In continuing with my series on job seekers, this week I’d like to talk about what to do if you think you should be earning more or you want to earn more. There are a variety of options that can help you earn more income; you could create a side hustle, get a license or education that will help you find a new role that pays more, or you could ask for a raise at your current job. Often, when I talk to job seekers, they think they need to change jobs to earn more when they have not yet asked for a raise in their current position.
I vividly remember being a 27-year old executive who had worked almost two years as a Vice President in a company where I had been employed for a total of four years. I was frustrated because I had hit all of my objectives and was working 60-70 hours per week, yet the more seasoned executives were making much more than I was. I kept waiting for my annual review thinking that they would surely give me the raise I was worth.
I went to my best friend who was a top producing real estate agent, and she advised me that I needed to negotiate my raise, not wait to see what they were going to give me. Looking back, I can’t believe this thought had never occurred to me, or how uncomfortable it made me. In examining this, I realized that as females, we are not trained to negotiate for ourselves. Additionally, regardless of gender, as job-holders we are not taught to negotiate our raises. We are trained to accept what is given to us.
Truthfully, I had no idea where to start to determine what I wanted or what I thought I had earned, much less being able to negotiate it.
The questions is, where do you start?
First, you start with accepting that it is possible to ask for a raise. And even further, you can ask for a raise at any time! You don’t have to wait for your annual or quarterly review.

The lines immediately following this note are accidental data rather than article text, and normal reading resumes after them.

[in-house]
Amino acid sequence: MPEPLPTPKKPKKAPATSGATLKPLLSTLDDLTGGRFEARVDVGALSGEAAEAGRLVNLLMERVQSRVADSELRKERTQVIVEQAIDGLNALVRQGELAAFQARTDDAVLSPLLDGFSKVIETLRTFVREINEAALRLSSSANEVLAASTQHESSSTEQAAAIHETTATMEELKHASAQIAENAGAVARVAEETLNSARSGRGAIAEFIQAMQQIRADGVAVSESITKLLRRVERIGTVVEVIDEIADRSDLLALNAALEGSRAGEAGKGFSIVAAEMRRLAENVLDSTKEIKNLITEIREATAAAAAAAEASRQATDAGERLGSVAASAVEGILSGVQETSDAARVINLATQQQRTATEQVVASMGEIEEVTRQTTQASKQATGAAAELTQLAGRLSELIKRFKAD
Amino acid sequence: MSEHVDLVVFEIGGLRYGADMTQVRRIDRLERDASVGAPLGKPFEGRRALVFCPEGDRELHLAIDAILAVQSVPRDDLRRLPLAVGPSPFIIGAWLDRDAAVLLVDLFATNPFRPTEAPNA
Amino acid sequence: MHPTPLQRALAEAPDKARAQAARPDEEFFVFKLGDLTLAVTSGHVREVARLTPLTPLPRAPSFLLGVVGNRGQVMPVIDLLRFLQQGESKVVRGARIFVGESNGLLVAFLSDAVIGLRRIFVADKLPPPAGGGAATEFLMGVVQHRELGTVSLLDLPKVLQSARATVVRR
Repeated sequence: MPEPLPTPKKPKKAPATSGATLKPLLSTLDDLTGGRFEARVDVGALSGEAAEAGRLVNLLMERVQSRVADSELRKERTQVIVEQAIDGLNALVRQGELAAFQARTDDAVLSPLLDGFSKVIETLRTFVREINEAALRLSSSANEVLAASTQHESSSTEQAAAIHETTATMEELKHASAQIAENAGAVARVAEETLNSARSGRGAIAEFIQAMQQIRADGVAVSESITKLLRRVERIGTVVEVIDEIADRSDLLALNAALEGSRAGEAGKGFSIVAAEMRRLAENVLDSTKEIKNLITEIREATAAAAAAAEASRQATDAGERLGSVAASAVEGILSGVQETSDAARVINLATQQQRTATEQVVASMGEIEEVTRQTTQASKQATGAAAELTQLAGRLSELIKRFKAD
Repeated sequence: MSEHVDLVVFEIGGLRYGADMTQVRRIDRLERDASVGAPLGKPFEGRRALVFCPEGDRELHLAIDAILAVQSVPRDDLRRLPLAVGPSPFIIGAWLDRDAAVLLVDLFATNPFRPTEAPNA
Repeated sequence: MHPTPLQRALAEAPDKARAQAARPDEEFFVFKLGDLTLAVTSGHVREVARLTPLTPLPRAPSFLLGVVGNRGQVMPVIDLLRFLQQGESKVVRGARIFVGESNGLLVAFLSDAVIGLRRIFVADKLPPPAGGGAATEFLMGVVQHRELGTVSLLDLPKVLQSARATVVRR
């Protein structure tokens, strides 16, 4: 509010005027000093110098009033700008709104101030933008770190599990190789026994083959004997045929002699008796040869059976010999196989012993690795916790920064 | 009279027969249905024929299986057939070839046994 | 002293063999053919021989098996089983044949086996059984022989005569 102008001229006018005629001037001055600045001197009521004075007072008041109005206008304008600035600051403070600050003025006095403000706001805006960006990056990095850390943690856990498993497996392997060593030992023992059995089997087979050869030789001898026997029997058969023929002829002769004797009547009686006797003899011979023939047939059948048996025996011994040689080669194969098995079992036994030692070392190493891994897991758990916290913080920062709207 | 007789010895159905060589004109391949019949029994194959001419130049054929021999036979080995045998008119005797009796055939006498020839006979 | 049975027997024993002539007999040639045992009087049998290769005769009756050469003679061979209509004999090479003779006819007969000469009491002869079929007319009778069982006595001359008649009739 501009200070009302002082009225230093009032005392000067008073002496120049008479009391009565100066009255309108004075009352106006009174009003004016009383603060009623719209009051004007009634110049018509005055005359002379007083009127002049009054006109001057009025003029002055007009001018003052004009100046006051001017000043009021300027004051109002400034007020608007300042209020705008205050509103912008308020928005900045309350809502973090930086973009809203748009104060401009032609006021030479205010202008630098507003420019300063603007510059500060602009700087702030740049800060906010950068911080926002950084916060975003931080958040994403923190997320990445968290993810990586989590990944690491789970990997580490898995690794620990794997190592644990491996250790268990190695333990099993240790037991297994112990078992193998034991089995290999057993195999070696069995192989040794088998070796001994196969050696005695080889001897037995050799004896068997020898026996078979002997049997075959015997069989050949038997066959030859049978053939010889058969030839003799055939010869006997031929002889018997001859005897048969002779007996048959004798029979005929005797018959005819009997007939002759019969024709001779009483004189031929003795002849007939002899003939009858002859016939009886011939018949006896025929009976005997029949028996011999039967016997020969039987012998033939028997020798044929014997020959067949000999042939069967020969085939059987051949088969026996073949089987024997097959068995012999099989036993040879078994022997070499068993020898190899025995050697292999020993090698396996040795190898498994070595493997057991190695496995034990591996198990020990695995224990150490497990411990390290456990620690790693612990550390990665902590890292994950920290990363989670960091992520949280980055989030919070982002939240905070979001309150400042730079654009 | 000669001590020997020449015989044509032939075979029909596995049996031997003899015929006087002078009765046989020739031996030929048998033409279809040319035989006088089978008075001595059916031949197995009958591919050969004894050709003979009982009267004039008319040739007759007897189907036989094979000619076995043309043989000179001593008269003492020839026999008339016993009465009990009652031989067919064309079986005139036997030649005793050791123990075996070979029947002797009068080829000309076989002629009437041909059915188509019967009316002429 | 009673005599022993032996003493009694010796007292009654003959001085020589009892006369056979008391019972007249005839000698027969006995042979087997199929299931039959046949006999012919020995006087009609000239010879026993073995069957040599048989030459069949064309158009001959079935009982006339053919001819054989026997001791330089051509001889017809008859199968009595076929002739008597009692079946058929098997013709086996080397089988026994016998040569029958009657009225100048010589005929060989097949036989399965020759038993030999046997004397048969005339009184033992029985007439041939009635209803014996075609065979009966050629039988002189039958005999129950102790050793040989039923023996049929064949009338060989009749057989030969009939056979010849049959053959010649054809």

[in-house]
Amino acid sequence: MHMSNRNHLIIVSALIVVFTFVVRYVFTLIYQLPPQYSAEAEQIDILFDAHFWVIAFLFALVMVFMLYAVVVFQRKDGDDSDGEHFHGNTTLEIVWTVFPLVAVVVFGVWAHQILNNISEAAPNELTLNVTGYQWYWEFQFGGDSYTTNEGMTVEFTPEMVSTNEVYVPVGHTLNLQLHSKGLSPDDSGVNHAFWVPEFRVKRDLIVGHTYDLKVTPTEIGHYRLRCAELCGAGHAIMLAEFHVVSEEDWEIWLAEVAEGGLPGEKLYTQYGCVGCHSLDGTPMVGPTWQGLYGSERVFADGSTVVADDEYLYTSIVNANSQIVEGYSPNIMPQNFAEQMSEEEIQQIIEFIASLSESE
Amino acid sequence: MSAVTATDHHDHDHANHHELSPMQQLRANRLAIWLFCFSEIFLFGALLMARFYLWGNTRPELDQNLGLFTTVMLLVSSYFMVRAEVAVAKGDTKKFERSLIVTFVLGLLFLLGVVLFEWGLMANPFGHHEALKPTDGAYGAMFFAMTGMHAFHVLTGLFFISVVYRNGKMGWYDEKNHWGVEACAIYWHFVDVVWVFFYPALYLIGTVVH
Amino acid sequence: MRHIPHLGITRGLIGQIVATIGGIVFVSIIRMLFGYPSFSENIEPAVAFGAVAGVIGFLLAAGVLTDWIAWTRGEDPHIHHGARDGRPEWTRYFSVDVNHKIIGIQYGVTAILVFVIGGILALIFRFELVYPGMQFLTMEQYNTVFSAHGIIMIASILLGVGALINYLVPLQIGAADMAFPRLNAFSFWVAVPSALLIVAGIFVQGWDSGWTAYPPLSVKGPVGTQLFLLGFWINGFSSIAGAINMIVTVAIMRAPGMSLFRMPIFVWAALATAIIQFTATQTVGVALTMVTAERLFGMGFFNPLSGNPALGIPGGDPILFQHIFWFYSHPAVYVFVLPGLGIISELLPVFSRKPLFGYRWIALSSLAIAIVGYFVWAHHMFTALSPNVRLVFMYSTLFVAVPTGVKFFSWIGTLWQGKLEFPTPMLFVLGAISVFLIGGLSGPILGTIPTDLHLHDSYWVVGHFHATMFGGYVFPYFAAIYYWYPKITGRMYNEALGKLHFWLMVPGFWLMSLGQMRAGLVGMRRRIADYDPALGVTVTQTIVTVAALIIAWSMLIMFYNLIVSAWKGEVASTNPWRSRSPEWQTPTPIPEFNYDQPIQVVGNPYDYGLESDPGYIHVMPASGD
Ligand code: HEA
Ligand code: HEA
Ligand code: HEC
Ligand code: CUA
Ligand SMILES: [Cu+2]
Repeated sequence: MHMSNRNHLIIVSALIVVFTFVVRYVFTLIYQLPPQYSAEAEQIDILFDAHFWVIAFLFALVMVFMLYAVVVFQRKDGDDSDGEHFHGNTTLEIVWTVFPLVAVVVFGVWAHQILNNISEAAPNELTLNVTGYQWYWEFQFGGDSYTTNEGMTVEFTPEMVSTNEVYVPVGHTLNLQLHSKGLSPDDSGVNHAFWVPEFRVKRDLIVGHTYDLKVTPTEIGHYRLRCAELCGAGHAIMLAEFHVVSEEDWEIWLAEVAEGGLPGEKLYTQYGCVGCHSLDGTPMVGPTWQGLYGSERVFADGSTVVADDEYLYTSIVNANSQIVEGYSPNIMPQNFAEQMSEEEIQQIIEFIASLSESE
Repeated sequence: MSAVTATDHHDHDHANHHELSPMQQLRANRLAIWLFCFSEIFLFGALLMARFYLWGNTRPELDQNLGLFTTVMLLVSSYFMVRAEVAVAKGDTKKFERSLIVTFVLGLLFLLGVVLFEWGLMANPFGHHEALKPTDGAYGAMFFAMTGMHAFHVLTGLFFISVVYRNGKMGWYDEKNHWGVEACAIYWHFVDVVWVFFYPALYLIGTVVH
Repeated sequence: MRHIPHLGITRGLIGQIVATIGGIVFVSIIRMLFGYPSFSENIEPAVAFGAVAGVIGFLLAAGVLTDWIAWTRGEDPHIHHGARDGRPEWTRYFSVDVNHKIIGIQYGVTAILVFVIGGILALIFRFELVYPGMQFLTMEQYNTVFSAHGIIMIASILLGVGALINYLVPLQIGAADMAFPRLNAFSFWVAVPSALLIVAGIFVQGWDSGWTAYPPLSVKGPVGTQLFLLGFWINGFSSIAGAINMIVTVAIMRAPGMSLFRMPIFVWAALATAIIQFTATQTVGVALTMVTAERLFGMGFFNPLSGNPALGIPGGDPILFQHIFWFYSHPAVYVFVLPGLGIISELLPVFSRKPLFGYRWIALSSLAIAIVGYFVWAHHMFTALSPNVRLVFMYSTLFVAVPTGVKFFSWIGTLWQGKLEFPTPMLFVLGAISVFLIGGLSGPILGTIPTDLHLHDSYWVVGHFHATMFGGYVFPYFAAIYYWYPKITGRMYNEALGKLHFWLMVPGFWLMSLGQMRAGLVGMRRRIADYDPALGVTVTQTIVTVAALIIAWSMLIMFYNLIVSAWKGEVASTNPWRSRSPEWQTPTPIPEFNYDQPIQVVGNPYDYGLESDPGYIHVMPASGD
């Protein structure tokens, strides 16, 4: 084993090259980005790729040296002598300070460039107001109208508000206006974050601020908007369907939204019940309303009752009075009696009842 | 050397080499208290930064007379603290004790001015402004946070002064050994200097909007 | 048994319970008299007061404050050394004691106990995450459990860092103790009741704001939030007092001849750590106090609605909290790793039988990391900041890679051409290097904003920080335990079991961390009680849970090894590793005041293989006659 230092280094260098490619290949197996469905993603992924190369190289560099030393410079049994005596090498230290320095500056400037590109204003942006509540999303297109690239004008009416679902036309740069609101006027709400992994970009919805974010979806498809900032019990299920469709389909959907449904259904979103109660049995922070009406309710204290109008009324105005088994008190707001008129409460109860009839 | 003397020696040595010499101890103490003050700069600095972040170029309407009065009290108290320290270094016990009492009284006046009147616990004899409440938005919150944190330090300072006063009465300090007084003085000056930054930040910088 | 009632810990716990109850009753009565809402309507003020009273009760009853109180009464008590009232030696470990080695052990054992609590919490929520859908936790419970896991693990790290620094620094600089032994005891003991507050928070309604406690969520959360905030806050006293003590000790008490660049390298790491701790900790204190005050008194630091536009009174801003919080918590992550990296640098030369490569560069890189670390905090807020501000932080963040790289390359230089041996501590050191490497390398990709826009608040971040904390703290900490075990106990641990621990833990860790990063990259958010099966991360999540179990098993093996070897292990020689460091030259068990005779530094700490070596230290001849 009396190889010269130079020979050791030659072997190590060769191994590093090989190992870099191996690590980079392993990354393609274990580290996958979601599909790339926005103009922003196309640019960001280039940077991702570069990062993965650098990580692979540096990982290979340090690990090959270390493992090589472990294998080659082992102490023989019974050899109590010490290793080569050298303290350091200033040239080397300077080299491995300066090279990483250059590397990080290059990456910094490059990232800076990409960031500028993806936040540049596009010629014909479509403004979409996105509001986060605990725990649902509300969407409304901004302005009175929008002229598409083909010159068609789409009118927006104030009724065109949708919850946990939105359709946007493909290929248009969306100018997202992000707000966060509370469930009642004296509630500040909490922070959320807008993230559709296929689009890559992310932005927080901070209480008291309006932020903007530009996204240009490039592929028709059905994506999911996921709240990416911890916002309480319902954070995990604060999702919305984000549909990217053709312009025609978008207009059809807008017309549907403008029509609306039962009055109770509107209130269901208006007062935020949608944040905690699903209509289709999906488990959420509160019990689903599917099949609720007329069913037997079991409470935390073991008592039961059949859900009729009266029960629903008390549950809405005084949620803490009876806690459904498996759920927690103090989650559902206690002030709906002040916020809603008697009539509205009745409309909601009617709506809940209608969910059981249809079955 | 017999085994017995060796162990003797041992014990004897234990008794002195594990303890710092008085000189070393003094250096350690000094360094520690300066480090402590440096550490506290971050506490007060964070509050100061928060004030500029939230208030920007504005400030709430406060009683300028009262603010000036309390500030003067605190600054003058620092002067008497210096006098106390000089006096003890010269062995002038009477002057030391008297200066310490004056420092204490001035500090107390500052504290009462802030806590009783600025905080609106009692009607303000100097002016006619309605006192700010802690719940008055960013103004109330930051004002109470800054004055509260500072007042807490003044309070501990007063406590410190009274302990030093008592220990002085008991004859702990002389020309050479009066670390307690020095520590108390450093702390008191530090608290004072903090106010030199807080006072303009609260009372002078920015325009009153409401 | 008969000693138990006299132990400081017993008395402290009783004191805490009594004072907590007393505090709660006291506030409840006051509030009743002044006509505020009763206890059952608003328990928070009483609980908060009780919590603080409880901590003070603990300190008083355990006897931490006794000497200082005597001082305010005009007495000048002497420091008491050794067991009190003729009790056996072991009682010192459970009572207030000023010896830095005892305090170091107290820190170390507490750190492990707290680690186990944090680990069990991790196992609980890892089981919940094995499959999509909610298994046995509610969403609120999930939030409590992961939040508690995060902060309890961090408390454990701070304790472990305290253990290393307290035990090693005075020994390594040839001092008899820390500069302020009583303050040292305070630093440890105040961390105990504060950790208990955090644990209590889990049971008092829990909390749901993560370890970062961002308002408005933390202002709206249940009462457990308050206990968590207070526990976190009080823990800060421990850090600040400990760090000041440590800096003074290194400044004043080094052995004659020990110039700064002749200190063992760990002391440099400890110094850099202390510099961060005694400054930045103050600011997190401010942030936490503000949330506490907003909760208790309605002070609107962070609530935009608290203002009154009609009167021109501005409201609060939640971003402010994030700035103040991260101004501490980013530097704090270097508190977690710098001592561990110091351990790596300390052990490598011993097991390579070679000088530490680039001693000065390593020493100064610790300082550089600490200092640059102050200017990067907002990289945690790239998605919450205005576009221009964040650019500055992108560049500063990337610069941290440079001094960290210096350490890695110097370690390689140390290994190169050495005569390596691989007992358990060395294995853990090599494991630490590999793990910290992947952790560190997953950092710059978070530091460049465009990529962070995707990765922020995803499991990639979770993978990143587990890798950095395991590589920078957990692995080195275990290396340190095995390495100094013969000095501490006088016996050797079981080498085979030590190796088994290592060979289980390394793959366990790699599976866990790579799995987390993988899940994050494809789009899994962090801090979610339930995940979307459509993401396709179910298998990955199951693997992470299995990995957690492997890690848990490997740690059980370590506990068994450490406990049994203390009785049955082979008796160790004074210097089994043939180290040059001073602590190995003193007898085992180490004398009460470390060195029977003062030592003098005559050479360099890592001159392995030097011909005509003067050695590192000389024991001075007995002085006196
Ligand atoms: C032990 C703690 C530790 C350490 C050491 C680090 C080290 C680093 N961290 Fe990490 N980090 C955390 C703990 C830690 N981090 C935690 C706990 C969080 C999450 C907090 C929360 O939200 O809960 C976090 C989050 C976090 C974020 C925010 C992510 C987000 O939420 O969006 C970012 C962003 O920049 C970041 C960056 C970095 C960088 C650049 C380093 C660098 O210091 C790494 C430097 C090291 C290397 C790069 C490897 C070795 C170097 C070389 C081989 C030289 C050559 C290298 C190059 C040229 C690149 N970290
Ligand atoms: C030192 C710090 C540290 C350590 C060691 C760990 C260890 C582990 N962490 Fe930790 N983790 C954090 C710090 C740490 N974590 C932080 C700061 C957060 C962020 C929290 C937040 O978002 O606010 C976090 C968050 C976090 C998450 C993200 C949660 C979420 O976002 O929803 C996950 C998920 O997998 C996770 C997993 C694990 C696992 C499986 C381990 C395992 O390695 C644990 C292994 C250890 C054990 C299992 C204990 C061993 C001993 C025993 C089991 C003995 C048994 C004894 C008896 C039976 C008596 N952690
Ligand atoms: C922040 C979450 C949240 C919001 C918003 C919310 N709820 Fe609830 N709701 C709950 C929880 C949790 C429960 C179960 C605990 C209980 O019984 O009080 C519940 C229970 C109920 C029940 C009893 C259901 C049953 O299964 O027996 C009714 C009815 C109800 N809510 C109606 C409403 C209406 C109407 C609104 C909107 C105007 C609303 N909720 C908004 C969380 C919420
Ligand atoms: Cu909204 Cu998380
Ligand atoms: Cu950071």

Once you have decided that you are going to ask for a raise, you need to decide how much you want to ask for as well as why your manager should give it to you.
There are several things you can do to help you decide what you want to ask for:
- Do a compensation analysis online to determine what your role is worth in your market and your industry.
- Gather data from your current company to benchmark – how often do they give raises, what percentage do they generally give when they give raises, do they give performance bonuses or incentives?
- Look at you Key Performance Indicators, and be able to demonstrate how you have exceeded them.
- Quantify how much this has increased revenue or decreased expenses within your department or the organization.
- Decide on a number you think is fair based on what you have accomplished. Remember, annual cost of living increases are generally around 2-3%.
- Calculate the difference between what you want and what you currently earn.
It is critically important that you create a negotiation strategy before you schedule an appointment to talk to your supervisor about your raise.
Following are the 3 steps to create your negotiation strategy:
- Craft a powerful narrative. This narrative should be written around why you think you have earned a raise based on your answers above. When you have outlined the reasons why you think you have earned a raise, you will include how much of an increase you want based on your results. Use clear language that is not ambiguous.
- Practice or role-play the narrative. I recommend role-playing with someone to practice because if you have not done this before, you are going to be nervous, so practicing is key to feeling more comfortable.
- Negotiate your raise. Once you have a powerful narrative and have practiced it, you are ready to go in and negotiate the raise. One key thing to remember—the worst thing they can do is say is no.
In the end, even if you don’t get the raise, you will have grown and learned a new skill. In addition, it could help you gain clarity about whether or not to seek employment elsewhere. Remember, sometimes the answer isn’t black or white. Starting this conversation could lead to creating a plan with your manager to determine the steps to hit to your income goals. Overall, if you don’t try, you will never know.
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